Kelly Gonsalves

Contributing Sex & Relationships Editor

By Kelly Gonsalves

Contributing Sex & Relationships Editor

Kelly Gonsalves is a sex educator, relationship coach, and journalist. She received her journalism degree from Northwestern University, and her writings on sex, relationships, identity, and wellness have appeared at The Cut, Vice, Teen Vogue, Cosmopolitan, and elsewhere.

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May 5, 2023

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People throw around the word “insecure” a lot these days, especially when it comes to relationships. If a person is difficult to be with in some way, someone will usually pipe in and say it’s because “they’re just insecure.” But what does that actually mean?


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What it means to be insecure in a relationship

Being insecure in a relationship means you don’t feel confident in the relationship and fear that the relationship is at risk in some way, typically because you doubt the other person’s feelings for you or their commitment to the relationship.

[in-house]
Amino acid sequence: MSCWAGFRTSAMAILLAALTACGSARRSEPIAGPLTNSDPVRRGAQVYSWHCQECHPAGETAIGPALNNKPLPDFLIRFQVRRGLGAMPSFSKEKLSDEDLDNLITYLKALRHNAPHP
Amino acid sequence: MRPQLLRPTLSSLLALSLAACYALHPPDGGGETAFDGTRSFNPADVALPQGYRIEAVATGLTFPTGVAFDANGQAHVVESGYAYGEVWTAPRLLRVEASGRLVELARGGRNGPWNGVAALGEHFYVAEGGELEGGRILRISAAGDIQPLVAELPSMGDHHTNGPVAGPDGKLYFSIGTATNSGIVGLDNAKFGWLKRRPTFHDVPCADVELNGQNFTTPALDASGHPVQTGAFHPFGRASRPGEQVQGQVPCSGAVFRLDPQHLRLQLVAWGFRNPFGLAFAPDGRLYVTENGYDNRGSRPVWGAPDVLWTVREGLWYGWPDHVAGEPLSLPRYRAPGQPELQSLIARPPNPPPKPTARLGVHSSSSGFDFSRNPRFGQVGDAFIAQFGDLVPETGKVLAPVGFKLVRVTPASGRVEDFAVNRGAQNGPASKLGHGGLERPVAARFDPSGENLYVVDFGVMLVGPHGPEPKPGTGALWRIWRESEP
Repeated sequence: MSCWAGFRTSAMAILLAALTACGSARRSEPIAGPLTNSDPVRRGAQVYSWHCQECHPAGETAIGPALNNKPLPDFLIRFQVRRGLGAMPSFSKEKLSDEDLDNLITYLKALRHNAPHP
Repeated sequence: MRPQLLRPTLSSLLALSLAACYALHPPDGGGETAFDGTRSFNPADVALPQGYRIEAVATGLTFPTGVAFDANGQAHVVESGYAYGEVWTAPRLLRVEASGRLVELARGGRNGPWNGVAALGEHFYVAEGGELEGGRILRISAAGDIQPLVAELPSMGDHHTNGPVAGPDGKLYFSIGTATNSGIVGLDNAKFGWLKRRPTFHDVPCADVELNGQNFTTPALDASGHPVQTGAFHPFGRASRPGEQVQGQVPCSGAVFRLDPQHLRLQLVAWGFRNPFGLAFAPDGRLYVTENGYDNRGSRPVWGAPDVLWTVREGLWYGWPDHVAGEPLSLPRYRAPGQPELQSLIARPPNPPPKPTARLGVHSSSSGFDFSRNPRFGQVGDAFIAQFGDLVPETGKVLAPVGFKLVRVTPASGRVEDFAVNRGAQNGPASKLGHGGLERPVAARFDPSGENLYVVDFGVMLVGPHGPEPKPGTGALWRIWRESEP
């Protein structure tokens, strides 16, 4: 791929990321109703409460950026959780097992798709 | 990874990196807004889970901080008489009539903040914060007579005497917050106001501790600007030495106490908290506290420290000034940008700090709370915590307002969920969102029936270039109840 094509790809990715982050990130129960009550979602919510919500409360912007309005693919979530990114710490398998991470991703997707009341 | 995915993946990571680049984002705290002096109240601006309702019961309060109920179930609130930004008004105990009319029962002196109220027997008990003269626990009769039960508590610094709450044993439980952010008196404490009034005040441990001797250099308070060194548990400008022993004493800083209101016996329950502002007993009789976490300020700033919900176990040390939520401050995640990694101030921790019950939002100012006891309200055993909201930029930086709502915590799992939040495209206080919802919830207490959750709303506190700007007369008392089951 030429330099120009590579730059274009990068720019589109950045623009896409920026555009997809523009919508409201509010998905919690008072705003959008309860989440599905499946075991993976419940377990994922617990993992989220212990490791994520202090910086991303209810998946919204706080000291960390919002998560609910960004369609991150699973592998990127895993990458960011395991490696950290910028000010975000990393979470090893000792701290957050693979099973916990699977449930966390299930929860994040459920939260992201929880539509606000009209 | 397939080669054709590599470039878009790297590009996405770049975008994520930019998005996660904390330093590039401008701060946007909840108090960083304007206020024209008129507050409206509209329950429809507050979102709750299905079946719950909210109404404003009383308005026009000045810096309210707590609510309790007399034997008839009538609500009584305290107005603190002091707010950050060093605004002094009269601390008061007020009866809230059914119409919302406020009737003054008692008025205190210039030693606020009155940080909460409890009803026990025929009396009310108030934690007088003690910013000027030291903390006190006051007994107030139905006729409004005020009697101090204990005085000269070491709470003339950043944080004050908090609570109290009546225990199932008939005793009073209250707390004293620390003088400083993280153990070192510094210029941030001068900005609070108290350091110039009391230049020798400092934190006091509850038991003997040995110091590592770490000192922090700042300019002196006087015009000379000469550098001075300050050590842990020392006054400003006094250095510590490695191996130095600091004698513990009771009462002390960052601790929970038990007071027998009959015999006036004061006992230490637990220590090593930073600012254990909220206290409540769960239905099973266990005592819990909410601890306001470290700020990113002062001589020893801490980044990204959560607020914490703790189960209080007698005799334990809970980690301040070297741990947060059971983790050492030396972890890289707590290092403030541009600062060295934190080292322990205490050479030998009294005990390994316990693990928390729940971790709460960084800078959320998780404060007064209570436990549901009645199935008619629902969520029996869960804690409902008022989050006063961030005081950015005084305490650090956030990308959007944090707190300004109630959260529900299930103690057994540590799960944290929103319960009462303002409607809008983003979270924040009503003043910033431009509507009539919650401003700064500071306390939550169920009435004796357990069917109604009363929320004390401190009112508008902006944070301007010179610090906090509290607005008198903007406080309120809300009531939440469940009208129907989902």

“When we are in a secure relationship, we feel solid—as if the relationship is a strong, safe island filled with love,” explains clinical psychologist Carla Marie Manly, Ph.D. “When we feel insecure in a relationship, we feel unstable—as if the relationship is built on shaky ground or, even worse, quicksand.”

It’s common for people to feel insecure in relationships at times, especially at the beginning when the relationship is still new and feelings still uncertain. But continued insecurities, left unaddressed, often begin to weigh on both partners.

“If we don’t attend to our insecurities, they often incite fears of inadequacy and abandonment, which can wear down both people in the relationship,” licensed mental health counselor Nancy L. Johnston, MS, LPC, LSATP, writes at mbg. “No matter how supportive and reassuring our partners are, they will not resolve our deep-seated feelings about ourselves. As a result, they will likely become frustrated at their inability to help alleviate our suffering, which will place a great deal of stress on the relationship.”

Signs & examples of insecurity in a relationship


Constantly seeking reassurance